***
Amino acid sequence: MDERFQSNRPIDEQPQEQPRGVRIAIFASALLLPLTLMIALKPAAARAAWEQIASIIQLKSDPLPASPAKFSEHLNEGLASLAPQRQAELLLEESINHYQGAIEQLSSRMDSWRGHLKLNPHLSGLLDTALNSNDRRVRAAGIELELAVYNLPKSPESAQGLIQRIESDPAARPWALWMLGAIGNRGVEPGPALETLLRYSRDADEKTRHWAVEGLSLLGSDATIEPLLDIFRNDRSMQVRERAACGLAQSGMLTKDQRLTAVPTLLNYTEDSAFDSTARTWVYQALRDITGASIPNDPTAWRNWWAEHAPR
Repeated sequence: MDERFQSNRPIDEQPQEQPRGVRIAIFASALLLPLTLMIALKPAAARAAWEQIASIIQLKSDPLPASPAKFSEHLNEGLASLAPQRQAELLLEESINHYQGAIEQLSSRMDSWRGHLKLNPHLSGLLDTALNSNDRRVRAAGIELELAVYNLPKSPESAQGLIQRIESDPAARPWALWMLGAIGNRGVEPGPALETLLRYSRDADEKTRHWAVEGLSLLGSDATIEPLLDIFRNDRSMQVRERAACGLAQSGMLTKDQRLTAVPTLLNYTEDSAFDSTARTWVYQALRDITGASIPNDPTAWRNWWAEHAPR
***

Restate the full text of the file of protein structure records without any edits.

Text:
Amino acid sequence: MDERFQSNRPIDEQPQEQPRGVRIAIFASALLLPLTLMIALKPAAARAAWEQIASIIQLKSDPLPASPAKFSEHLNEGLASLAPQRQAELLLEESINHYQGAIEQLSSRMDSWRGHLKLNPHLSGLLDTALNSNDRRVRAAGIELELAVYNLPKSPESAQGLIQRIESDPAARPWALWMLGAIGNRGVEPGPALETLLRYSRDADEKTRHWAVEGLSLLGSDATIEPLLDIFRNDRSMQVRERAACGLAQSGMLTKDQRLTAVPTLLNYTEDSAFDSTARTWVYQALRDITGASIPNDPTAWRNWWAEHAPR
Repeated sequence: MDERFQSNRPIDEQPQEQPRGVRIAIFASALLLPLTLMIALKPAAARAAWEQIASIIQLKSDPLPASPAKFSEHLNEGLASLAPQRQAELLLEESINHYQGAIEQLSSRMDSWRGHLKLNPHLSGLLDTALNSNDRRVRAAGIELELAVYNLPKSPESAQGLIQRIESDPAARPWALWMLGAIGNRGVEPGPALETLLRYSRDADEKTRHWAVEGLSLLGSDATIEPLLDIFRNDRSMQVRERAACGLAQSGMLTKDQRLTAVPTLLNYTEDSAFDSTARTWVYQALRDITGASIPNDPTAWRNWWAEHAPR